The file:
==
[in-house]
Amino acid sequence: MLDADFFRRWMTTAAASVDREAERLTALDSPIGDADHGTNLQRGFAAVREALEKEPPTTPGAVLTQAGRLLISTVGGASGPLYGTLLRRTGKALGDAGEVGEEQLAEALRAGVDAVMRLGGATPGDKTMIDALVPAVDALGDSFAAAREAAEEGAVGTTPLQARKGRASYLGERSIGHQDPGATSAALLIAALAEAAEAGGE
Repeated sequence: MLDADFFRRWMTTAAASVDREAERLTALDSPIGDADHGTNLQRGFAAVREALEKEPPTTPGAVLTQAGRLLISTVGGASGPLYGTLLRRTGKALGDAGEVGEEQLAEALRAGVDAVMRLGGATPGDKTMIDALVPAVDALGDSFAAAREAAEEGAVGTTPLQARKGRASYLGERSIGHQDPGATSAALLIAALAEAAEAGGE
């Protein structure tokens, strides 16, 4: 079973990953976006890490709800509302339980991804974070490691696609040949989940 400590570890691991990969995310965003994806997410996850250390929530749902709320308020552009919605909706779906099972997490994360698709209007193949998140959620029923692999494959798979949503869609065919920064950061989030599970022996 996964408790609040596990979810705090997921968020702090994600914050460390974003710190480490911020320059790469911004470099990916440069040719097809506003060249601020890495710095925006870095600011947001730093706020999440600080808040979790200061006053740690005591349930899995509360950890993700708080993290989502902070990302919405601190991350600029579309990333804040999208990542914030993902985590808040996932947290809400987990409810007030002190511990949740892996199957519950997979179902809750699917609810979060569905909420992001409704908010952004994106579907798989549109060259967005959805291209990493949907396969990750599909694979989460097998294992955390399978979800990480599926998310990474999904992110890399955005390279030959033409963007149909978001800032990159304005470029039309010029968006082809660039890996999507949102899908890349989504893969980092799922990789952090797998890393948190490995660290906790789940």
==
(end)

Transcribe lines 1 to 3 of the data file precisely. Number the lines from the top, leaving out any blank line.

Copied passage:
[in-house]
Amino acid sequence: MLDADFFRRWMTTAAASVDREAERLTALDSPIGDADHGTNLQRGFAAVREALEKEPPTTPGAVLTQAGRLLISTVGGASGPLYGTLLRRTGKALGDAGEVGEEQLAEALRAGVDAVMRLGGATPGDKTMIDALVPAVDALGDSFAAAREAAEEGAVGTTPLQARKGRASYLGERSIGHQDPGATSAALLIAALAEAAEAGGE
Repeated sequence: MLDADFFRRWMTTAAASVDREAERLTALDSPIGDADHGTNLQRGFAAVREALEKEPPTTPGAVLTQAGRLLISTVGGASGPLYGTLLRRTGKALGDAGEVGEEQLAEALRAGVDAVMRLGGATPGDKTMIDALVPAVDALGDSFAAAREAAEEGAVGTTPLQARKGRASYLGERSIGHQDPGATSAALLIAALAEAAEAGGE